10. He averred that while in custody, he was assaulted by P C. Cheruiyot and the said P.C Cheruiyot has not contested or denied the averments. He prayed that this petition be allowed and he be compensated.
11. Counsel for the petitioner restated the petitioner’s averments. He submitted that the petitioner entered the custody of the 3rd respondent in good health but was confined to a wheelchair before leaving the institution and no action has been taken by the officers of the 3rd respondent to bring to book the person who tortured the petitioner; that the petitioner is now dependent on other people and cannot work to earn a living.
12. He further submitted that the petitioner was under the custody of the 3rd respondent as he was arrested on 17th October 2004 for the offense of robbery with violence and he was convicted to life imprisonment on 8th July 2005. His appeal to the High Court was dismissed; the lower court decision was upheld on 30th July 2010. He filed for a resentence and he was committed to 25 years in prison from the year 2004.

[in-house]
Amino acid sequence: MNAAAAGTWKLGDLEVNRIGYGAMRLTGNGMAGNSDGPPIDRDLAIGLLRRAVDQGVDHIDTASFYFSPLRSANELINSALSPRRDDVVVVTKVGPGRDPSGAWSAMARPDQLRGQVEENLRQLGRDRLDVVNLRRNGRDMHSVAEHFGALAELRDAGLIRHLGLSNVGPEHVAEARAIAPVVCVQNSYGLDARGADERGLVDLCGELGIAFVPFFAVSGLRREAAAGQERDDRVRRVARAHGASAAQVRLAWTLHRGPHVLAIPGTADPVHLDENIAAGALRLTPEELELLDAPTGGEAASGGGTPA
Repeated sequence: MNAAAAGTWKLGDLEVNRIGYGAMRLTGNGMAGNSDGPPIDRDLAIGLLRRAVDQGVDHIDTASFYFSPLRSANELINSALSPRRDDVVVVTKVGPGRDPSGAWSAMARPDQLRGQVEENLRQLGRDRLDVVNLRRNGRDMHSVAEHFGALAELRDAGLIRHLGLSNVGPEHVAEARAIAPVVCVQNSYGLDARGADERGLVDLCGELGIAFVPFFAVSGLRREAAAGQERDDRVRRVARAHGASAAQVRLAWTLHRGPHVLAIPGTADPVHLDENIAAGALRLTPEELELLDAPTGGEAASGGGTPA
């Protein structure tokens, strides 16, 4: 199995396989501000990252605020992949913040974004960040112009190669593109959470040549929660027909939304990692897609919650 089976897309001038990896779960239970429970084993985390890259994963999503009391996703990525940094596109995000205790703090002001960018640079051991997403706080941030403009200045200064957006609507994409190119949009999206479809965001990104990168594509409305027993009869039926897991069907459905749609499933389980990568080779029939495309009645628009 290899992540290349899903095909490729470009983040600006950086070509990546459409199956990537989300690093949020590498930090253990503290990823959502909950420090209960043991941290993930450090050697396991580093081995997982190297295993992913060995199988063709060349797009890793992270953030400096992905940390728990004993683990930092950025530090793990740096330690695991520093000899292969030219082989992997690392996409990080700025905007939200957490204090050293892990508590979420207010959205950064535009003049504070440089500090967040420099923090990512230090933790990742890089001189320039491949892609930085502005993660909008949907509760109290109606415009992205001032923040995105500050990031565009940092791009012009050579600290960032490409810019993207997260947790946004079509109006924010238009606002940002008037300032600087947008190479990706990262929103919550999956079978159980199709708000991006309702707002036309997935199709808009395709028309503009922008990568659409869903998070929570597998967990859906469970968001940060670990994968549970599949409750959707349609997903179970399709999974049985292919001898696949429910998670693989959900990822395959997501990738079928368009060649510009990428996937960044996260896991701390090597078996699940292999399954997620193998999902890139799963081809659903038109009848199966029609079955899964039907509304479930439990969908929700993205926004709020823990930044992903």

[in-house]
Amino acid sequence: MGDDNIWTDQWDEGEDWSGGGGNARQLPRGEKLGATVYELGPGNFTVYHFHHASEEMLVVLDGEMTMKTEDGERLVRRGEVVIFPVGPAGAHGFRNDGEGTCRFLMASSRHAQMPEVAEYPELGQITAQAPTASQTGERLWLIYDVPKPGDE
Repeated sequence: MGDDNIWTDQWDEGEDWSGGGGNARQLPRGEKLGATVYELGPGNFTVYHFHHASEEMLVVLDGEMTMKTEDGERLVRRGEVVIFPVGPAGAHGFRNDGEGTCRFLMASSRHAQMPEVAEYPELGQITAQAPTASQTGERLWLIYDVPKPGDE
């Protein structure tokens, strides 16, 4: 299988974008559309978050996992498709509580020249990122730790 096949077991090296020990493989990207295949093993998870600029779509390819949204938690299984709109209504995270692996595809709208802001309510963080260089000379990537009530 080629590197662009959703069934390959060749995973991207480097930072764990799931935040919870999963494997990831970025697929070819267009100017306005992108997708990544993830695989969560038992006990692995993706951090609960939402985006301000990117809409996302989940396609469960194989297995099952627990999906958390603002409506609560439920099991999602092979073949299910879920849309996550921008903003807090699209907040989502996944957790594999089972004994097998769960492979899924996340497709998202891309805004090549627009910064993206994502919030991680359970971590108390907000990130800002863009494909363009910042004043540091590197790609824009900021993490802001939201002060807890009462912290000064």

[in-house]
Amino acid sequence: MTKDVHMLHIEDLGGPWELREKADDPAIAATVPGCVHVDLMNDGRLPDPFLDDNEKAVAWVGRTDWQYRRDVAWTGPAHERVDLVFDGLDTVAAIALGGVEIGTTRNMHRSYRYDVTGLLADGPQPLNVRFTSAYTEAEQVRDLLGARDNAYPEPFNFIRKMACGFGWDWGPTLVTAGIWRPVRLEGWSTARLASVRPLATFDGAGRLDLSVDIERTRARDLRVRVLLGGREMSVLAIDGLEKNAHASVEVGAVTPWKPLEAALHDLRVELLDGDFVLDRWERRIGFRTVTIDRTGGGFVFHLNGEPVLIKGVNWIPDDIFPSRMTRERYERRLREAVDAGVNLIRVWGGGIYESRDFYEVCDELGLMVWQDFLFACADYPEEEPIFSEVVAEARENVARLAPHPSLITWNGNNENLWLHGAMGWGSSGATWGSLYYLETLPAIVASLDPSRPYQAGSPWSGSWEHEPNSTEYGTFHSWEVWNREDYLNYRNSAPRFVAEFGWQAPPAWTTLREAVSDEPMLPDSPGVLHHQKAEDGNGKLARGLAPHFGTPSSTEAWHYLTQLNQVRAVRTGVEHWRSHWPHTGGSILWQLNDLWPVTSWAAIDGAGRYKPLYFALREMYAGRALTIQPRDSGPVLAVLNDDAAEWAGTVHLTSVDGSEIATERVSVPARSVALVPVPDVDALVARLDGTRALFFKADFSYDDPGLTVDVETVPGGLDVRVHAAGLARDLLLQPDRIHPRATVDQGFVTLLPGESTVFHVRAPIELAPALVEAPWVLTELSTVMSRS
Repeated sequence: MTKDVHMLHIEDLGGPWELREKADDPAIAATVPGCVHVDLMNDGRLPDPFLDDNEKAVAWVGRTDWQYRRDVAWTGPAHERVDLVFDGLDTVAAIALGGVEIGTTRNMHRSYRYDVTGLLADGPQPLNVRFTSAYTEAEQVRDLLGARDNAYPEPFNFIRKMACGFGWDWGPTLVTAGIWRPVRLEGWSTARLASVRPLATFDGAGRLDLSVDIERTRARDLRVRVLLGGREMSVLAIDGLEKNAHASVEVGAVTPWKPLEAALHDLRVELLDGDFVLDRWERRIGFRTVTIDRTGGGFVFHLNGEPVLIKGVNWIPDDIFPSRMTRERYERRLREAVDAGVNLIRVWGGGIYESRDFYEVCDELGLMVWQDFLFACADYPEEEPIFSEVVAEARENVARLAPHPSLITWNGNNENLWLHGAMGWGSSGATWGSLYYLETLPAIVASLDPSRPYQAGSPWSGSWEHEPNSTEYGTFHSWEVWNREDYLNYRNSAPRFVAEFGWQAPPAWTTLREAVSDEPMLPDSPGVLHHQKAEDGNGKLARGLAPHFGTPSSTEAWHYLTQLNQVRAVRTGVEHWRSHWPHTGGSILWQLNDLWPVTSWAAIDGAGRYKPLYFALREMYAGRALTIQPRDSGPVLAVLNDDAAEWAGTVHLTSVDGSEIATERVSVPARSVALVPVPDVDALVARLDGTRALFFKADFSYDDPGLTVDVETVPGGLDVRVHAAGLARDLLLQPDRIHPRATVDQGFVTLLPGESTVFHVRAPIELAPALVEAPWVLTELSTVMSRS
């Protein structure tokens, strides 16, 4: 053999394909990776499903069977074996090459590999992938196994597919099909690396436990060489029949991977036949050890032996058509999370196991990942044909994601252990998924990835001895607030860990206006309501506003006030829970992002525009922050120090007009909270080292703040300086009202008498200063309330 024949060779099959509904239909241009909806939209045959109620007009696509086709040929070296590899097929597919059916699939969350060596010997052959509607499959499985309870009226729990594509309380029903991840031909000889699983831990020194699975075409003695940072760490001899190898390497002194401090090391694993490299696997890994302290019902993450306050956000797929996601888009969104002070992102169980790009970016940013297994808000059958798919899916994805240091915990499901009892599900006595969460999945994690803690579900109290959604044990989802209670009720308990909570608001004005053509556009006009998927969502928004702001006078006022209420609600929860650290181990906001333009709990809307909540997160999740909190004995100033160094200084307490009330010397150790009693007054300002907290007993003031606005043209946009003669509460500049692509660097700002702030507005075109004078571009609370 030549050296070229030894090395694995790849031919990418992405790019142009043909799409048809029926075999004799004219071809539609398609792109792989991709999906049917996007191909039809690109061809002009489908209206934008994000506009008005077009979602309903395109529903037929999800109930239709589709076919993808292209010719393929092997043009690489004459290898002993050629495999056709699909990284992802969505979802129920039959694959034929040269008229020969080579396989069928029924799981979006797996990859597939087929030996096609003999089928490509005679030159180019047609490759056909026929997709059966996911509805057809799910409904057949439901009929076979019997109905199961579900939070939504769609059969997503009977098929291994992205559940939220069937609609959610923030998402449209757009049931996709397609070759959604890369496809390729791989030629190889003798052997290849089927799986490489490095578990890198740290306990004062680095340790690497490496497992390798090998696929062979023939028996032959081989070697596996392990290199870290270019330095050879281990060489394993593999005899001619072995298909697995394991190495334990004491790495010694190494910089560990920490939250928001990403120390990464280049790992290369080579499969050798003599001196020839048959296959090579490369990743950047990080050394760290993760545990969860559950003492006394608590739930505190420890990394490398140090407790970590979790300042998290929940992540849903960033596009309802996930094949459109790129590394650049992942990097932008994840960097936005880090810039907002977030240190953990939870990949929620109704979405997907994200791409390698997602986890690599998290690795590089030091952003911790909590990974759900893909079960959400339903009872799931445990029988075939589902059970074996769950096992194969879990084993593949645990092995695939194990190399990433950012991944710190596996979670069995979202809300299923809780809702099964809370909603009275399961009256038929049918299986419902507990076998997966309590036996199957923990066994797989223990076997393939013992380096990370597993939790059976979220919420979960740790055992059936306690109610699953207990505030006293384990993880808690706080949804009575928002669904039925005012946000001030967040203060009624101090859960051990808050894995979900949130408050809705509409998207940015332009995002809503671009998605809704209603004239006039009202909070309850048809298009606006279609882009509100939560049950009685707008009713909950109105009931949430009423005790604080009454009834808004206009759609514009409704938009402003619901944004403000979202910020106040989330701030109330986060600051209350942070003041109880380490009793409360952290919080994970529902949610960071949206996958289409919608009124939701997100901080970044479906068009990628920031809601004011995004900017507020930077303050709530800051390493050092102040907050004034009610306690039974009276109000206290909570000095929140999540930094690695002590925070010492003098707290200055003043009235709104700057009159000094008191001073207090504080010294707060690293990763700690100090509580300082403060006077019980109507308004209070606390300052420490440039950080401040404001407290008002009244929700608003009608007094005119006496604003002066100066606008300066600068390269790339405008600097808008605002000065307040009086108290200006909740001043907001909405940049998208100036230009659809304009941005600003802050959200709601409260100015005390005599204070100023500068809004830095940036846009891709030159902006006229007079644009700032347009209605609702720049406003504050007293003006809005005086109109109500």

13. Counsel for the petitioner submitted that the petitioner produced the following medical reports,
i. Documents from Jaramogi Oginga Odinga Teaching and Referral Hospital,
ii. Documents from Kericho District Hospital,
iii. Documents from Nakuru Provincial General Hospital,
iv. Treatment from AIC Cure International Children Hospital,
v. The Ministry of Health PWD’s Medical Assessment Report
14. He submitted that the injuries sustained were contributed by the 3rd respondent who deliberately violated the court orders to take the petitioner to hospital on various instances and failed to open an inquiry file vide the direction made on 16th February 2011 and investigate the matter; and failed to report to the court on the inquiries of the injuries sustained by the petitioner.
15. The petitioner’s counsel submitted that the petitioner’s fundamental rights were breached and more particularly Article 27 (1), Article 28, Article 51(1) (3) of the constitution of Kenya and Article 2, 3 and 5 of the Universal Declaration of Human Rights.
16. And further submitted that the constitution under Article 2(2) obligates persons to respect and uphold rights and fundamental freedoms and the only remedy available is compensation.